insight. Or to put it another way, one stand-up comic criticized a
rival saying: “He says he's been doing stand-up for twenty years; I
say he only did it for 1 year and then repeated that year nineteen
times.” In the herbal field, we have herbalists lecturing at
conferences who are giving essentially the same lectures they were 20
years ago; herbalist-physicians practicing by rote administration of
set formulas; herbalists writing books full of information they read
in other books and which they have never demonstrated to be true in
their own experience. So our questions for mastering herbalism are:

1) What kinds of activities or study count toward the 10,000 hours and
progressively develop skill and insight in the practitioner?

2) How can we avoid becoming comedians who repeat their same jokes for
twenty years without growing or developing new repertoire.

In this series of articles, I am not calling for standards for
licensing or approval by any regulatory body or accrediting agency. I
am an educator, with 36 years of clinical experience, 20 years
teaching, and 15 years running a teaching clinic, supervising
thousands of cases over that time in addition to my own clients. I'm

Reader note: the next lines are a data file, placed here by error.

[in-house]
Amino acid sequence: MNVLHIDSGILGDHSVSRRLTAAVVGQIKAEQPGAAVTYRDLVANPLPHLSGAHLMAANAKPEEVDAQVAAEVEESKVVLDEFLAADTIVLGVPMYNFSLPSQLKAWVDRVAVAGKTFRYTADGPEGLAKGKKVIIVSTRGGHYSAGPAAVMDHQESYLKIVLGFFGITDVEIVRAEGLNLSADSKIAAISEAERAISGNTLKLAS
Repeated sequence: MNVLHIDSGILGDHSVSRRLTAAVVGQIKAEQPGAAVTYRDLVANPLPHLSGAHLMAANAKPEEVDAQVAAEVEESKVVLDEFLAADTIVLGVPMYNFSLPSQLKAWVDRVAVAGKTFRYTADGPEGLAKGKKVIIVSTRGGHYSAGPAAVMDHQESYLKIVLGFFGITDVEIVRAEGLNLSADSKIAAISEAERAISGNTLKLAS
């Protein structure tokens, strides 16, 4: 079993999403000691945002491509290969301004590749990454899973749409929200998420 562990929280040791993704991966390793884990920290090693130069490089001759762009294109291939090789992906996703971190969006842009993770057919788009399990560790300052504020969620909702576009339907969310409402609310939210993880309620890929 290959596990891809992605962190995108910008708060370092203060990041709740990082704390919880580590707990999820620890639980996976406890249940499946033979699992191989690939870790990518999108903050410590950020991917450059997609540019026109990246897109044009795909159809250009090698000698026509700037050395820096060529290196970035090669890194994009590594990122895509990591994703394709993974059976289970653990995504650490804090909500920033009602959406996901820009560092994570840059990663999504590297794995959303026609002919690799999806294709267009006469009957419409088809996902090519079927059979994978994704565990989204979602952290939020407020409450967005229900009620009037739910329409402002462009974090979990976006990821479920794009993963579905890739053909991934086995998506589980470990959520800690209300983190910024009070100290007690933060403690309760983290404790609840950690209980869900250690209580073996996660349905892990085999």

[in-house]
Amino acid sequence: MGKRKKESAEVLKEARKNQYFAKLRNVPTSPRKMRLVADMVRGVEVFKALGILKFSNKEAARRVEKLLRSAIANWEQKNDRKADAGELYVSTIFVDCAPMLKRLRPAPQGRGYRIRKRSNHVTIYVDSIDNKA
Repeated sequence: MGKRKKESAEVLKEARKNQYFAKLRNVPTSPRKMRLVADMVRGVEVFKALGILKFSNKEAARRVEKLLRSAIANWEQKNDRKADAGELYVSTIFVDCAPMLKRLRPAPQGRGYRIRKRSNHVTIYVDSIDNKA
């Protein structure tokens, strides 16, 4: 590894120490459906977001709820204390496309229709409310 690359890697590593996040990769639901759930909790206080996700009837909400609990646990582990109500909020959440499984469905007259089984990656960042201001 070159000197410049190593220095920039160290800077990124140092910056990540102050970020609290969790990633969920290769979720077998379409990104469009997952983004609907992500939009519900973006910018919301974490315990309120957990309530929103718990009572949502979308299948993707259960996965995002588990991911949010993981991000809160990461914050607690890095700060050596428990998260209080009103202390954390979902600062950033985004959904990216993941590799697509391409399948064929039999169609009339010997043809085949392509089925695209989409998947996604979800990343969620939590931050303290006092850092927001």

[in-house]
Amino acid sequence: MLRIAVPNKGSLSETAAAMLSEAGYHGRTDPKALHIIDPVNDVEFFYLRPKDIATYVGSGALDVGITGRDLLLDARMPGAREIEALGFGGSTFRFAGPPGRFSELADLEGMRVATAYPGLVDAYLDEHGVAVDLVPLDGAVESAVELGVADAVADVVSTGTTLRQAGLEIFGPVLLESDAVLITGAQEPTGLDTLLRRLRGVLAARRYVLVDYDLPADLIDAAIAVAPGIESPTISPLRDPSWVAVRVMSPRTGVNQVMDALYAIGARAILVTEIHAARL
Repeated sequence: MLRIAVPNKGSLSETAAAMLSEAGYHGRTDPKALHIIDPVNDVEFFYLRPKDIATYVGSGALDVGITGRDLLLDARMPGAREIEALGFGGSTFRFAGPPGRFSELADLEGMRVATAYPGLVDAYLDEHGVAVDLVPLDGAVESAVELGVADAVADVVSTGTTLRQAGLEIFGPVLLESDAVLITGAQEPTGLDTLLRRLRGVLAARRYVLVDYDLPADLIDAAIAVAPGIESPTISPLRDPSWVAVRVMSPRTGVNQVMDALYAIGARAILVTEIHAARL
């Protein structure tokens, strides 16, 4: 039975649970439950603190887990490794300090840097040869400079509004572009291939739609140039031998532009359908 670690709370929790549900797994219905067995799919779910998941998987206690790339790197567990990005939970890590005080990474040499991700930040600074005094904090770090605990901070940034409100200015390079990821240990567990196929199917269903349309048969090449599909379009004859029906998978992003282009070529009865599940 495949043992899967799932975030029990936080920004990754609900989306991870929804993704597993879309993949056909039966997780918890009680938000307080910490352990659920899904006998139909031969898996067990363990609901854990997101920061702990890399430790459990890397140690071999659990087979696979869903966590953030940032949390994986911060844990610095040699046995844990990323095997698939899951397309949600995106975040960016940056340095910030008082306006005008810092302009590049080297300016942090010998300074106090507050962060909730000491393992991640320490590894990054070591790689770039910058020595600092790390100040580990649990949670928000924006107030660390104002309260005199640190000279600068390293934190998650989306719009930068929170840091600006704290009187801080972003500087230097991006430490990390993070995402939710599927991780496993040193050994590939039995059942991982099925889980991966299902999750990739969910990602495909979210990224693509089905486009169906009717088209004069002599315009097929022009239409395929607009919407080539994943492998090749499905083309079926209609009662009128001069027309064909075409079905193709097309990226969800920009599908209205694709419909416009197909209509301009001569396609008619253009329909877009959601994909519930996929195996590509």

now in my elder years, eligible for social security, and at this stage
I could care a fig whether the government or anyone else approves of
me. And I am very much focused on how to train a younger generation of
herbalists in the routines and practices and attitudes that will lead
to mastery instead of decades of bad jokes. I believe the future of
Western herbalism will depend on this kind of work to a much greater
extent than reframing what and who we are for the sake of acceptance
by authority, however necessary or valuable that may seem in the short

I've thought about the above questions deeply, and will give my
thoughts in the third and final part of this article. Meanwhile I
thought I would put this out on the lists for discussion. Every
herbalist, and especially every master of herbalism is not on the same
track, in fact mastery implies to some extent uniqueness and being
out-of-the-box. So there is not one answer to the above. A master of
wildcrafting and medicine making is on a different track that a master
of clinical herbalism, a clinical herbalist practicing in the
physician-model will have a different set of “scales” to practice than
a clinical herbalist practicing in the hygienist/nutritionist model.
Teachers will have routines of practice and preparation that are
unique to teachers. True mastery of botany is essential for a master
of wildcrafting, it is not for a clinical herbalist, and so on.

So I put the question for discussion: What are some of the routines,
practices, disciplines, and attitudes that can lead to progressive